Thanks for coming back to the study to talk about Chapters 2 and 3 of Made to Crave by Lysa TerKeurst. How is it going? I hope you are enjoying and being challenged by the reading. Don’t worry if you haven’t put much into practice yet. She talks about getting a plan in Chapter 3, but don’t feel like you must rush off and find a specific plan this exact moment. I read through the whole book before figuring out a plan for myself. Much of the “work” in this book is internal, and it can take time to even recognize the areas we need to work on. You might also find yourself questioning every piece of food you put in your mouth, and that can be a little exhausting. Don’t take this to an extreme, either, of avoiding food. Listen to your body. Eat when you are hungry and nourish your body.
Chapter 2 was pretty short and to the point. I definitely relate to her story on page 27 of determining to make good choices until a bad choice is available and too tempting to resist. (And the pony tail holder thing was pretty funny, too.) I also relate to the woman who told her that maybe she was taking this eating thing a bit too far (page 29). It’s easy to think Lysa is using God as an excuse for her diet. Interestingly, I just finished a different book written by an author who never once mentioned God. That author is a doctor and sited numerous scientific studies in her book. Guess what she said? Women tend to have a lot of issues with food. I’m convinced our overall health is determined by physical, emotional and spiritual issues. Neglecting one area will eventually lead to trouble in another area.
I certainly turn to food — or in my case soda — when I am feeling stressed. If my kids are going crazy or I have a lot on my plate (no pun intended), I start feeling this urge to pop open a Mt. Dew. How much healthier would I be if I instead turned to God and prayed for some peace or strength to make it through the afternoon? And how much better would I be able to handle the issue that’s causing me stress if I wasn’t relying on a sugar-filled junk food that will just cause me to crash (and probably crave more sugar) in a few hours? It’s one of those things I “know” in my head, but when stress kicks in, my response is to turn to my bad habit. Habits are hard to change, but the first step is recognizing what they are.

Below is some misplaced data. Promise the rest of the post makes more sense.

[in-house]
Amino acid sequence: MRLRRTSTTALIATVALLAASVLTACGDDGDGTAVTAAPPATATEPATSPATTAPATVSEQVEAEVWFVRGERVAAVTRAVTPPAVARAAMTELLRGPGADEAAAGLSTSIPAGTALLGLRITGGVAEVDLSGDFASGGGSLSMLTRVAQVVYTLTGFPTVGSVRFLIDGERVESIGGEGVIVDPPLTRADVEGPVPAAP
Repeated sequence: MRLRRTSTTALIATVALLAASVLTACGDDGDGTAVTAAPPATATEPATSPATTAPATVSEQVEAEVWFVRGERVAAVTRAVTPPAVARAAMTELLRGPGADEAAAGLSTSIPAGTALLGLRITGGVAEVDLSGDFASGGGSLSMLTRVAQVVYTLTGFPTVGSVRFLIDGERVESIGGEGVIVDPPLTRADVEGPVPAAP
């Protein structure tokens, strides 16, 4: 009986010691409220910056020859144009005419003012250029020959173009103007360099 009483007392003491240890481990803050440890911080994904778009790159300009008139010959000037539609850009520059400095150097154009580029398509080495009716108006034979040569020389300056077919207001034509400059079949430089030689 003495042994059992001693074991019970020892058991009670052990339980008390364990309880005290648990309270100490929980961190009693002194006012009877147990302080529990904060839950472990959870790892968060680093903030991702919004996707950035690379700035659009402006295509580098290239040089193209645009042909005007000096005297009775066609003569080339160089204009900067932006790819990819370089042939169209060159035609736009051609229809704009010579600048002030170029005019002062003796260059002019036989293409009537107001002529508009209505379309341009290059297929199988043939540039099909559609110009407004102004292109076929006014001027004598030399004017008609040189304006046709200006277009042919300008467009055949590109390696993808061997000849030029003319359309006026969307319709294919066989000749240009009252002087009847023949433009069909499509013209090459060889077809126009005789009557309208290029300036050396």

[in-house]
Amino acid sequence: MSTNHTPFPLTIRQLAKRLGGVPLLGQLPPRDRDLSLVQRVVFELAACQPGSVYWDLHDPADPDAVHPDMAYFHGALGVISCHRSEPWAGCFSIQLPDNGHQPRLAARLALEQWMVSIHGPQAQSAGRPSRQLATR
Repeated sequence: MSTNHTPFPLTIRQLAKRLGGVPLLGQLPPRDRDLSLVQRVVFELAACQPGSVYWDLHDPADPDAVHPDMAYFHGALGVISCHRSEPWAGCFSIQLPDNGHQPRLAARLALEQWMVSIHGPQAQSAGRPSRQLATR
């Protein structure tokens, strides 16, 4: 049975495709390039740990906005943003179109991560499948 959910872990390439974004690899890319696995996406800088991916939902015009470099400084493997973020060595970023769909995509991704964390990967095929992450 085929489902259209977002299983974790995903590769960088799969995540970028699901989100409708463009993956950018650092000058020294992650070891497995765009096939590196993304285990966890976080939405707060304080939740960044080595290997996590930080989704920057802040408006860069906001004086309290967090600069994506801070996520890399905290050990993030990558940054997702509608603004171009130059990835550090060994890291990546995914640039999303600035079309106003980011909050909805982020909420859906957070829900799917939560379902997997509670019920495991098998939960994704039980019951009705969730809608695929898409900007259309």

How about you? Do you crave food more than God at times? What things trigger cravings in your life? If you are like me, you’ll start really seeing them as you continue reading this book.
Chapter 3 was also a quick read. I don’t relate at all (cough, cough) to her story of quickly eating a forbidden food right before starting a healthy eating plan. Ha! How true is that story?! Oh dear. We humans are funny, aren’t we? Like I said in the first paragraph, getting a plan is important, but don’t feel like you need to have one by the end of today. I’m the one always preaching small change, and jumping into a restrictive eating plan might just set you up for failure. Take your time.
When I went through this the first time, my eating “plan” was to simply cut out most sugar. It was the first small step — a very hard step, I might add — that I made towards healthier eating.
Have you been thinking about an eating plan you’d like to adopt? Do you want to do something big like Lysa’s plan? Or will you take a smaller step first?
For next week: Read Chapters 4 & 5.
I enjoyed leaving you with a song last week, so I’m going to again this week. I’m not sure I’ll find one each week, but this one seems hugely fitting for dealing with our cravings.
“Teach my song to rise to You
When temptation comes my way.
And when I cannot stand I’ll fall on You.
Jesus, you’re my hope and stay.” — Lord I Need You, Matt Maher